Theories, Approaches & Teaching

I’m currently reading Communities of Practice by Etienne Wenger and as I began a question popped into my head. Do most educators knowingly base their practice within a particular theory or approach?

A web search for theories of learning turned up a site that categorized learning theories into Paradigms:

Behaviorism – Based on stimulus-response and can be explained without considering conscious thought.

Cognitivism – Mental function can be understood where the learner is seen as an information processor.

Constructivism – Learning is an active, constructive process where students expected to construct understanding and knowledge from information.

Humanism – learning is a personal act to fulfill one’s potential where learner has affective and cognitive needs.

I imagine that most educators use a variety of these in their practice, but I wonder if most educators identify with one more than the other, if at all. Should an educator base themselves within one of these paradigms?


Does identifying one’s practice within one of these paradigms provided a entry point for a joining a community of practice?

3 thoughts on “Theories, Approaches & Teaching”

  1. I would align myself with constructivist and seek to create PBL or AI type activities in my classroom. I believe most people’s blog posts reflect their current theories of learning whether they announce it or not. However, I think we discuss what we want to change vs. creating that community of practice that propels us along and becomes a greater agent for change. I would hope that we would all learn from each other, the theories of learning, and the practice in the classroom. By not looking at other theories, do we stay stuck in our current mode and stop learning and evolving as well? Just my thoughts.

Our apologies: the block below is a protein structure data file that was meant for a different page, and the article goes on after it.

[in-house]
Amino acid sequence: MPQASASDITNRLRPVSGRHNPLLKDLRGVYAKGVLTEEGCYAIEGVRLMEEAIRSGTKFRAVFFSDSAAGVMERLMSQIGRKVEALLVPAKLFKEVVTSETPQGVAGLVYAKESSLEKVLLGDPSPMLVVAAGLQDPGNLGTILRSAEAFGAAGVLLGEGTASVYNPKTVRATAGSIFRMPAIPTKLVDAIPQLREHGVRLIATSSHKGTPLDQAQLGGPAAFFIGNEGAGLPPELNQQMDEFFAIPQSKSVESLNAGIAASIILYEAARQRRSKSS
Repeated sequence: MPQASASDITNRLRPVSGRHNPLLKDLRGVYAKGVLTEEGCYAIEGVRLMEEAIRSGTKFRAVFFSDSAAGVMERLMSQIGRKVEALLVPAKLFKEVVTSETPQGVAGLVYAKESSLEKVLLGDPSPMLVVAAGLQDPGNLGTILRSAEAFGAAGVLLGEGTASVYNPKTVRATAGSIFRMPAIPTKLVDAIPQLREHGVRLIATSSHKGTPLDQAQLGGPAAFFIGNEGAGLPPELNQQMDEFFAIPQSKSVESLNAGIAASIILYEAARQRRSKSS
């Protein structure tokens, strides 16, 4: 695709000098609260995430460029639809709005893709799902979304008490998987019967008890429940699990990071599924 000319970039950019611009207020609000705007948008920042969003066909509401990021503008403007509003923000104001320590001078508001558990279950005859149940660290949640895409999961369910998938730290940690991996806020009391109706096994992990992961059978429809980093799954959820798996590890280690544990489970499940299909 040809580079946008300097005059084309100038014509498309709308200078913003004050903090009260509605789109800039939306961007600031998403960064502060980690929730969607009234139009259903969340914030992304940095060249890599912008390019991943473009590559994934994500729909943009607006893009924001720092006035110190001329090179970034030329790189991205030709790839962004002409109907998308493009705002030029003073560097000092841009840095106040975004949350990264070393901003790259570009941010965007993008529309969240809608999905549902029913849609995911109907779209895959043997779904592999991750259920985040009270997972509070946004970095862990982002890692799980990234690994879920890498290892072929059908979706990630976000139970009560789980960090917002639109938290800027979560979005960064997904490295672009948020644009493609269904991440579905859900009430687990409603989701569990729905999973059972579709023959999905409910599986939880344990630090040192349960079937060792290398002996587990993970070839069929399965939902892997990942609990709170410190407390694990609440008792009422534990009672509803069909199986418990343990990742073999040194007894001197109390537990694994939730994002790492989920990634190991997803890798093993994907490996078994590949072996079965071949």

2. Louise, your last question is a good one. I wonder the same. I also wonder if the content educators are teaching should suggest the theory that we practice. What I mean is that not all content that is in the curriculum would necessarily fit under a constructivist approach. A particular concept might fit under a more behaviourist approach. Taking it a step further (and risking more confusion) should these approaches be used to differentiate instruction based on needs or learning styles?

  3. As I began to say yesterday, I believe that 21st century teaching and learning almost requires a constructivist approach. Constructivism can be a pretty scary concept for those who believe in right and wrong answers, but in a world where learners can get “data” anywhere, the teaching task is no longer, “this is the correct meaning of…” but rather to give learners the skills to be able to evaluate the quality (authority, accuracy, currency and point of view) of the data that they find to help construct meaningful information. For a really great explanation (or at least I think it is) of the distinction between data and information, see this short article at Diffen (http://www.diffen.com/difference/Data_vs_Information). BTW, this evaluation of sources is a major component of Information Literacy.

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